Well we can see that the above is an IP address. Question is: is it the source computer's IP address ie: the sender, or is it the destination address? You can take as gospel that this IP address is the destination computer's address. This is because as mentioned above it is on the pointy end of my direction symbol. Following the IP address of the destination computer is the destination port used of that very same computer. In this case we have port 80, and we can probably safely assume that there this is a webserver of some sort on this computer. At this time please note that port 80 falls in the “reserved” port range. This range starts at port 0 and ends at port 1024. Not all ports in this reserved range have well known services associated with them, but it is called the reserved range none the less.

S

The ASCII character S as seen above stands for SYN, or as we now know it “synchronize”. That means that this packet is the very first step in our TCP/IP handshake.

[tcp sum ok]

What the above stands for is “TCP Checksum is okay”. That actually means that when the source computer sent out this packet, it did a mathematical check against the TCP header and came up with a value. That value was then stored in the TCP header itself. Once the destination computer received this packet, it in turn also did the same mathematical check. It then verified that its value was the same, as the value it sees in the TCP header. In this case it was, hence the [tcp sum ok]. Were the value different then you would of seen a checksum error message where this was instead.

365712315:365712315

This rather large number separated by a full colon is called the TCP sequence number. You will note in our case that it is the same value separated by a full colon. That is due to the fact that there is no data being exchanged at this point in time. Were there data, and this packet a PSH/ACK vice a SYN packet then the values would be different on both sides of the colon. To be precise it would be different by the exact amount of data sent in that packet. We will see an example of what I mean a little later on.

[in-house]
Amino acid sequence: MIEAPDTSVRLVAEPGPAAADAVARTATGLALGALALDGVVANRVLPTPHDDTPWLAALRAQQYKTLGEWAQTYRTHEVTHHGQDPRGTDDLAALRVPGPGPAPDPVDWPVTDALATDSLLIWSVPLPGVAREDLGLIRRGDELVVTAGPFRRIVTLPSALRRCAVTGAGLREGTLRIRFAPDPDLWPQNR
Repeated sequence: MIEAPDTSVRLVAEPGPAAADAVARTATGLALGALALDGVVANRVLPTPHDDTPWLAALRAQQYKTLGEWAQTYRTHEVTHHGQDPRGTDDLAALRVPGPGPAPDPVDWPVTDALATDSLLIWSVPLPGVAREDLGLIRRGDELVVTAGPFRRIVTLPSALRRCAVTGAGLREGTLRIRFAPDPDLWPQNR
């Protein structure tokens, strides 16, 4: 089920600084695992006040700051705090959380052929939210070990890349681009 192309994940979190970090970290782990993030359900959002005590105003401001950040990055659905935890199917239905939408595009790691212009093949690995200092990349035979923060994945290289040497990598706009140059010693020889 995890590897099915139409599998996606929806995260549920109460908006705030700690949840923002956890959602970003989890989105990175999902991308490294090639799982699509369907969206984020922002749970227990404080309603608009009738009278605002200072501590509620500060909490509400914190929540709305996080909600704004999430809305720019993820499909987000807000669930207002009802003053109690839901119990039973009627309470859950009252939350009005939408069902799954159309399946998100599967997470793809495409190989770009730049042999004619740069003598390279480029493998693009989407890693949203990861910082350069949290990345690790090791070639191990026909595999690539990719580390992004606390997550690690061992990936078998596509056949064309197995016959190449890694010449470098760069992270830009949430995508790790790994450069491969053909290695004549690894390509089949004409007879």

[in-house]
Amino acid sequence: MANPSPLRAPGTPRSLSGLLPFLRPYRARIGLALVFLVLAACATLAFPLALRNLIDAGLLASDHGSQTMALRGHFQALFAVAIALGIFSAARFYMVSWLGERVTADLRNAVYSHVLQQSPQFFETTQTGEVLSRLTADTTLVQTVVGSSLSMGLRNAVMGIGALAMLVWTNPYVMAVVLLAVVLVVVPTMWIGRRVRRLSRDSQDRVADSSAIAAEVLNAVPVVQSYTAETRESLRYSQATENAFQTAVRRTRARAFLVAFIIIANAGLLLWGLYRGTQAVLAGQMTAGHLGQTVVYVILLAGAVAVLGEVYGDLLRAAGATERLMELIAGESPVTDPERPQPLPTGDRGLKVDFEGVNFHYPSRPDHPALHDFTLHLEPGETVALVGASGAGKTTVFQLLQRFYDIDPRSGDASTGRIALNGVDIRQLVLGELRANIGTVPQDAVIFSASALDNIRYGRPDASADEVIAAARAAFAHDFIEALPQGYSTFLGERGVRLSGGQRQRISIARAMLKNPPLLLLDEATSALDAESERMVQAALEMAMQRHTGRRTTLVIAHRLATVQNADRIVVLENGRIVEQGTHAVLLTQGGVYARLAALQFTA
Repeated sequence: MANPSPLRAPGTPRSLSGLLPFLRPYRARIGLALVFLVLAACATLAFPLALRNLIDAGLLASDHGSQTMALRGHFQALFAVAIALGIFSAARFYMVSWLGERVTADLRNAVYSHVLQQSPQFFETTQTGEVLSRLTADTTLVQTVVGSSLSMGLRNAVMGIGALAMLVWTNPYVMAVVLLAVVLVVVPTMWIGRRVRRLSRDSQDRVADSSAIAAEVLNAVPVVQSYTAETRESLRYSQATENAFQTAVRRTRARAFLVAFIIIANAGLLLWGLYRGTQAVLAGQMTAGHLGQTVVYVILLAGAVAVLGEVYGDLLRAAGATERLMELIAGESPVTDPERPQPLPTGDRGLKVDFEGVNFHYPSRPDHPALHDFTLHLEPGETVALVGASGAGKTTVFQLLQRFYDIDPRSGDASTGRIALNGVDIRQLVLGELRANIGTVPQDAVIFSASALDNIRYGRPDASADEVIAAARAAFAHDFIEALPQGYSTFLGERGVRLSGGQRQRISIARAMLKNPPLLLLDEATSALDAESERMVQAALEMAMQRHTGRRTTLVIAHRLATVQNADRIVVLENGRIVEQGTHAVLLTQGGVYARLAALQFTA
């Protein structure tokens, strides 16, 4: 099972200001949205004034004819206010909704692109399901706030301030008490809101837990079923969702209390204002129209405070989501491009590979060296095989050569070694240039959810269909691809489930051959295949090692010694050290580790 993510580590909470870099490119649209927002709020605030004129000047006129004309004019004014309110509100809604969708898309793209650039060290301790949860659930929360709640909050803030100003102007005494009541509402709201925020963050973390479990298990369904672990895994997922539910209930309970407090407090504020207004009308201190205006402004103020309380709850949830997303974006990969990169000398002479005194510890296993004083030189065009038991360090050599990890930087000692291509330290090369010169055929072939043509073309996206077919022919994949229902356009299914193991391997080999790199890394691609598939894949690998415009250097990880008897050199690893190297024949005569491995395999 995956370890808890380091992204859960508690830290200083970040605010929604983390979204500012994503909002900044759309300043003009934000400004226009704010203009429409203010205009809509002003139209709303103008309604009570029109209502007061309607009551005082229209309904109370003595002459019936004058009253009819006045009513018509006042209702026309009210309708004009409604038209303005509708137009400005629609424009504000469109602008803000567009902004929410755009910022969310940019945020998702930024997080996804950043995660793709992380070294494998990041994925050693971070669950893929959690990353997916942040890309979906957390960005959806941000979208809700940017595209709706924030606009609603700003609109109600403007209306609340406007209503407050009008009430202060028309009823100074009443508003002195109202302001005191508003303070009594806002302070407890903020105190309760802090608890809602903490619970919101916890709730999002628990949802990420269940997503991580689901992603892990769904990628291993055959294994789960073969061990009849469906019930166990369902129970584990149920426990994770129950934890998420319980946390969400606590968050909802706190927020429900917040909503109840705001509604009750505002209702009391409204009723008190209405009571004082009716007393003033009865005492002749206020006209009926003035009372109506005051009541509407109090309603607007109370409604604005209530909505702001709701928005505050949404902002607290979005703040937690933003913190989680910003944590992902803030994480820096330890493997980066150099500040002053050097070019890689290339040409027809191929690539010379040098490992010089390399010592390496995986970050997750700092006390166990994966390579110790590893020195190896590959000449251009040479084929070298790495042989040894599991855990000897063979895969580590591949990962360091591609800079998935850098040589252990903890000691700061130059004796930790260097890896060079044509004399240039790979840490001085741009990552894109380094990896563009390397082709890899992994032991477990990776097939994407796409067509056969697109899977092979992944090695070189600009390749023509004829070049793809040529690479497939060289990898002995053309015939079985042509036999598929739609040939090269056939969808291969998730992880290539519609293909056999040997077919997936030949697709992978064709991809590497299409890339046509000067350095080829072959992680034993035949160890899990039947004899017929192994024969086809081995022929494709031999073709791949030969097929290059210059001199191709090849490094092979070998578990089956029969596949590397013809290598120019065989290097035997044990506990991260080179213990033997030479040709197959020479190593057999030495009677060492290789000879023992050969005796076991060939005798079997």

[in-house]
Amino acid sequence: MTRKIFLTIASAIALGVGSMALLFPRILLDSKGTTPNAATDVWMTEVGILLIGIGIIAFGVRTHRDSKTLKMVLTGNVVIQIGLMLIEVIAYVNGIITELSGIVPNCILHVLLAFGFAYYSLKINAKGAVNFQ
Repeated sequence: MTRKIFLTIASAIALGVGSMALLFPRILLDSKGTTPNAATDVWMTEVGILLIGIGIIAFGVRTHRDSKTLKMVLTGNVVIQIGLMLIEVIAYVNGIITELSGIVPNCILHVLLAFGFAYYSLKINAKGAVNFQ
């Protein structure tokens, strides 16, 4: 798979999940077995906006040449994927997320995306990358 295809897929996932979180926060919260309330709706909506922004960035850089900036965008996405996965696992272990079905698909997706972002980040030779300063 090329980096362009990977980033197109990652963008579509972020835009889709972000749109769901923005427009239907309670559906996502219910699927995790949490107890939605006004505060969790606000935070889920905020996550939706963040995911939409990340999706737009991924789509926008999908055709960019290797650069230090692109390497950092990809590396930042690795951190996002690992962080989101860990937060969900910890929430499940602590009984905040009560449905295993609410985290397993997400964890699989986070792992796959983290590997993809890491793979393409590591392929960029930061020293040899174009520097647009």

(0)

The zero seen above tells us that there is no actual data being sent in this packet as it is a SYN packet. That does not mean though that you could not craft a SYN packet and stuff some data into it. Though be aware that your data would be ignored as you did not complete the TCP/IP handshake. One last note on packet crafting; be aware that it has limitations as to what it can do. You could not realistically simulate the handshake via manually crafting your packets.

win 32768

Now the above is referred to as the Window Size or as some call it the receive buffer. The value following it is measured in bytes just like the other numerical values. What this means is that the source computer can receive no more then 32768 bytes of information, before acknowledging to the destination computer that it has processed some of them.

Should it receive more than this without an ACK from it signifying that it has processed a certain amount of data then those extra bytes that were sent would simply hit the bit bucket. In essence they would not be stored in the receive buffer of the application. This is a good time to point out that this value is normally controlled by the application in use. For example this value could be the Win Size of Internet Explorer.

I really don’t like leaving you in suspense but we will break the article at this point. In part three we will cover the remaining metrics seen in packet one. After that we will then wade into the sea of hex that is contained in the packet. You may be in for a surprise as to just what is contained in those hex values! Till then!

If you missed the previous article in this series, please go read